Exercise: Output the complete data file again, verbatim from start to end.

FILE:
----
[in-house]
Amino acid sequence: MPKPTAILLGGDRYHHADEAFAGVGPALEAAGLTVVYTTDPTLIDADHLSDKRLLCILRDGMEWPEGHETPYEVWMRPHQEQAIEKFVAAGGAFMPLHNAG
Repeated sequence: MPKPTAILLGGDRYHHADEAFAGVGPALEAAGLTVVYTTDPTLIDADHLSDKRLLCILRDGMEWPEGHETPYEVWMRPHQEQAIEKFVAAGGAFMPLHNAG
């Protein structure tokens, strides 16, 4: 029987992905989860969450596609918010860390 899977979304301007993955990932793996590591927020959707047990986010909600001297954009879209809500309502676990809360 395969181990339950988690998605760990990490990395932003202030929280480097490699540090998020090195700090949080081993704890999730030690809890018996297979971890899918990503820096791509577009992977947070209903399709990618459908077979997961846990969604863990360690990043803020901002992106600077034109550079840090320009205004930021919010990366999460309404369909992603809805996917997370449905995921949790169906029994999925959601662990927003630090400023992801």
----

[in-house]
Amino acid sequence: MPKPTAILLGGDRYHHADEAFAGVGPALEAAGLTVVYTTDPTLIDADHLSDKRLLCILRDGMEWPEGHETPYEVWMRPHQEQAIEKFVAAGGAFMPLHNAG
Repeated sequence: MPKPTAILLGGDRYHHADEAFAGVGPALEAAGLTVVYTTDPTLIDADHLSDKRLLCILRDGMEWPEGHETPYEVWMRPHQEQAIEKFVAAGGAFMPLHNAG
């Protein structure tokens, strides 16, 4: 029987992905989860969450596609918010860390 899977979304301007993955990932793996590591927020959707047990986010909600001297954009879209809500309502676990809360 395969181990339950988690998605760990990490990395932003202030929280480097490699540090998020090195700090949080081993704890999730030690809890018996297979971890899918990503820096791509577009992977947070209903399709990618459908077979997961846990969604863990360690990043803020901002992106600077034109550079840090320009205004930021919010990366999460309404369909992603809805996917997370449905995921949790169906029994999925959601662990927003630090400023992801």